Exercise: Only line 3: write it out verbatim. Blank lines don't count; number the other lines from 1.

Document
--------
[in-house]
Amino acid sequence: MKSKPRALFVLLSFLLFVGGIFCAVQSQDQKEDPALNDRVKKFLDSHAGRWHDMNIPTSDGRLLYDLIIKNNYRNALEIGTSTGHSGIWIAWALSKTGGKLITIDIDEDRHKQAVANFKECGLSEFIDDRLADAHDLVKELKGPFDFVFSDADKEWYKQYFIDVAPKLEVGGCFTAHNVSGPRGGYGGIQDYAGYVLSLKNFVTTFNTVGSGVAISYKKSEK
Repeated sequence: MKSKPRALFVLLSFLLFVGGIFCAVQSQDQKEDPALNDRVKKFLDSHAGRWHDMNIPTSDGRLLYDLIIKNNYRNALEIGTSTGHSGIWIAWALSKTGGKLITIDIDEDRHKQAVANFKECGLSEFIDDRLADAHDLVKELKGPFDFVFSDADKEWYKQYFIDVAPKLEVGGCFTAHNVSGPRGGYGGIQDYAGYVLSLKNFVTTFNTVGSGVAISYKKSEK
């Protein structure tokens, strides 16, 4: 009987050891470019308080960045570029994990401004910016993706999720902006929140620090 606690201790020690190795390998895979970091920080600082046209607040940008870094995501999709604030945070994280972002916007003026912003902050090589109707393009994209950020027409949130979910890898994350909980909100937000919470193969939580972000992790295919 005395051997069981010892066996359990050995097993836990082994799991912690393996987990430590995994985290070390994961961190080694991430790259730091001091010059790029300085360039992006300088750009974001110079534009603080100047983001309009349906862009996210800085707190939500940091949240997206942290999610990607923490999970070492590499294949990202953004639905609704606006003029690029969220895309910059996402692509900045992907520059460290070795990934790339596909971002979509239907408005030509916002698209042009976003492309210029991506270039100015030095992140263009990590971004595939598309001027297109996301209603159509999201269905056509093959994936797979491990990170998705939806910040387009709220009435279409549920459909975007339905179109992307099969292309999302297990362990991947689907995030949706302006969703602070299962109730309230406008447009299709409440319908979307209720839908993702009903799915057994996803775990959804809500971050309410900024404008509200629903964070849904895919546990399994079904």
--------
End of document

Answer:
Repeated sequence: MKSKPRALFVLLSFLLFVGGIFCAVQSQDQKEDPALNDRVKKFLDSHAGRWHDMNIPTSDGRLLYDLIIKNNYRNALEIGTSTGHSGIWIAWALSKTGGKLITIDIDEDRHKQAVANFKECGLSEFIDDRLADAHDLVKELKGPFDFVFSDADKEWYKQYFIDVAPKLEVGGCFTAHNVSGPRGGYGGIQDYAGYVLSLKNFVTTFNTVGSGVAISYKKSEK